Last November my husband and I visited Shanghai, the fastest growing city in the world. In the midst of this mind bogglingly immensity, we nibbled a bowl of noodle that had an arresting, deep flavor that I thought must have come from with some exotic mushrooms, but was merely caramelized green onions.
Back home, the taste of those noodles lingered with me. I consulted Fuchsia Dunlap's Every Grain of Rice: Simple Chinese Home Cooking, and found her Shanghai Noodles with Dried Shrimp and Spring Onion Oil, which she describes as "a southern Chinese equivalent of the Italian spaghetti all'aglio, olio e peperoncino." As I read more, I realized that caramelized onions of all types are an integral condiment in many Asian cuisines, adding a deep umami layer of flavor. Thus started my obsession with crispy fried alliums.
These spring onions and their fragrant oil make a wonderful topping for a bowl of noodles, but they can also transform Korean rice cakes, which I recently found fresh, rather than frozen, at the Sunrise Asian Market in Eugene.
I'd read about fried, rather than braised rice cake in David Chang's recipe from Momofuku, and indeed this method of cooking them makes the cakes puff up into delectable treats with a toasty exterior and soft, chewy inside. These are delicious as a snack (perfect for an Oscars party) topped with sriracha sauce and the fried scallions.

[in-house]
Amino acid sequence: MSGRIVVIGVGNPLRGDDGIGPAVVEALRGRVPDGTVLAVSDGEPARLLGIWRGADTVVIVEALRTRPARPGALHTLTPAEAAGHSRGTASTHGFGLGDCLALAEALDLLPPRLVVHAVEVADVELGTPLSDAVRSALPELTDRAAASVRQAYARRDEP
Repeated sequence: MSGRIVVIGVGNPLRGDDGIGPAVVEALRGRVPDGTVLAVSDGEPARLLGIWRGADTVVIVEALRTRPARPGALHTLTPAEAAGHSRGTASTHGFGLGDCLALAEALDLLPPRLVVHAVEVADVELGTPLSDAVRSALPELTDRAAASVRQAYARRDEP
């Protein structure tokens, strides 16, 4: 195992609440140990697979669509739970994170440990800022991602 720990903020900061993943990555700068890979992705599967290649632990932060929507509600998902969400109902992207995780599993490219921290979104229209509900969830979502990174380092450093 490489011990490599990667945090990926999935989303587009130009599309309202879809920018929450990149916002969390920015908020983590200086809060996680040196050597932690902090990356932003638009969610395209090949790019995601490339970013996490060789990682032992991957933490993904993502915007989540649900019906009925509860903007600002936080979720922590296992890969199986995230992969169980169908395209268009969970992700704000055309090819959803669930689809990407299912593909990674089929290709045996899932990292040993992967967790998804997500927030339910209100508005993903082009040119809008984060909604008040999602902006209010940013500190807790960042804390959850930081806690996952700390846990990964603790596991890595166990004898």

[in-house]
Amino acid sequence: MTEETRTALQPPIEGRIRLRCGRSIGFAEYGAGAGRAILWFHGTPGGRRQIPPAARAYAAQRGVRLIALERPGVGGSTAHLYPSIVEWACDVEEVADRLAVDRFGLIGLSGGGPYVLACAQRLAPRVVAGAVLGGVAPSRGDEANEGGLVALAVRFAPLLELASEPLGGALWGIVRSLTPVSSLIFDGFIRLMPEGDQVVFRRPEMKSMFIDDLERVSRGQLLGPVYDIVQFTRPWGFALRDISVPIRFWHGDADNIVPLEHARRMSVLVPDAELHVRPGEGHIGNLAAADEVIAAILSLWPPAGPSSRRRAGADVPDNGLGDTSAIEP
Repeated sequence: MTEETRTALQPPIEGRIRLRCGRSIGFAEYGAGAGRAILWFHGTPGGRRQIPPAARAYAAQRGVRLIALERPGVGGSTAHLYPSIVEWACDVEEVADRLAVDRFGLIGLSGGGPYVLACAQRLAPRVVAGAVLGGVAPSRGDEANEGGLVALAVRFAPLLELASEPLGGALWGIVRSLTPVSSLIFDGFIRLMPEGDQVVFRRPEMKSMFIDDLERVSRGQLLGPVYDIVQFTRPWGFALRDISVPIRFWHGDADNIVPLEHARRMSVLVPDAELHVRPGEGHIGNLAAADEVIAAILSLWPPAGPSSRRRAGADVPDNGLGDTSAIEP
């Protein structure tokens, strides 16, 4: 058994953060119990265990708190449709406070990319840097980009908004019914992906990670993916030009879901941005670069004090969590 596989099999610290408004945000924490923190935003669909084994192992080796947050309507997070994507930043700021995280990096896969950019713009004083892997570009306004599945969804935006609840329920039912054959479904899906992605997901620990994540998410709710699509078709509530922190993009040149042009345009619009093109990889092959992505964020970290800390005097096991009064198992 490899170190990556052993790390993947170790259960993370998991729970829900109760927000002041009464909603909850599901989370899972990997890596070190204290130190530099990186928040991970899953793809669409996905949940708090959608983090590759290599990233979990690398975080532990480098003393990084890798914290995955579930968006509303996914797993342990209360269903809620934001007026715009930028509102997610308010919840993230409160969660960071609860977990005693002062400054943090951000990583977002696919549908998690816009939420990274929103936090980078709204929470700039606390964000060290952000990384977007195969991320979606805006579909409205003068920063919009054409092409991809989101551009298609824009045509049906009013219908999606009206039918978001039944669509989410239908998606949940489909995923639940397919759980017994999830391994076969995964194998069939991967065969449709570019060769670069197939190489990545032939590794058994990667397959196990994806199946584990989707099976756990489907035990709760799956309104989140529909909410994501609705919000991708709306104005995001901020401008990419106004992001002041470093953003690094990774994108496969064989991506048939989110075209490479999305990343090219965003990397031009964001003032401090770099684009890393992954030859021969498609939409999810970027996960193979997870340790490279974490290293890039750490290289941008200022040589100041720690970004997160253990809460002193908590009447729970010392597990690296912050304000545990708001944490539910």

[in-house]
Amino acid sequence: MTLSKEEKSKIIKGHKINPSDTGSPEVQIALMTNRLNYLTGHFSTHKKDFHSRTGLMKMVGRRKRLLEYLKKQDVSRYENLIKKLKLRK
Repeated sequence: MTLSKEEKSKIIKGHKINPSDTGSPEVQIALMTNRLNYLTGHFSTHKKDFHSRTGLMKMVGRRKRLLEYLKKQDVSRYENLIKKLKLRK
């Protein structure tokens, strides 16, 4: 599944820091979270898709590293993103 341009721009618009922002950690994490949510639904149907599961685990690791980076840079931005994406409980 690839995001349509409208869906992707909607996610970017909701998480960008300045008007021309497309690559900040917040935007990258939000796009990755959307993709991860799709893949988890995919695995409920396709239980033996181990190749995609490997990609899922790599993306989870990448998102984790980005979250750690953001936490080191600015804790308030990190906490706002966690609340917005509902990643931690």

These roasted rice cakes also make a wonderful base for a riff on kimichi fried rice, tossed with kimchi (my latest batch was made with red cabbage) and topped with a fried egg. And of course, sprinkled with the fried scallions.
Roasted Rice Cakes with Scallion Oil1 bunch scallions
1/4 cup canola oil
1 lb fresh rice cakes
1. Trim the scallions. With the flat side of a chef's knife, smash the white parts of the onions and then cut them into 2 inch sections.
2. Heat the oil in a wok over medium high heat. Add the scallions, lower the heat slightly, and cook, stirring off and on, until they turn a deep golden brown, but be careful not to burn them. When they are done, remove them from the oil with a slotted spoon and reserve in a bowl.
3. Return the wok with the oil to a medium high heat and add the rice cakes. Cook, stirring off and on, until they become browned and puff up in size. You can eat them like this, sprinkled with a pinch of salt, a drizzle of sriracha sauce, and the crispy scallions. Or, stir in a couple of spoonfuls of kimchi into the wok and cook until heated through. Serve with a fried egg on top, along with the fried scallions.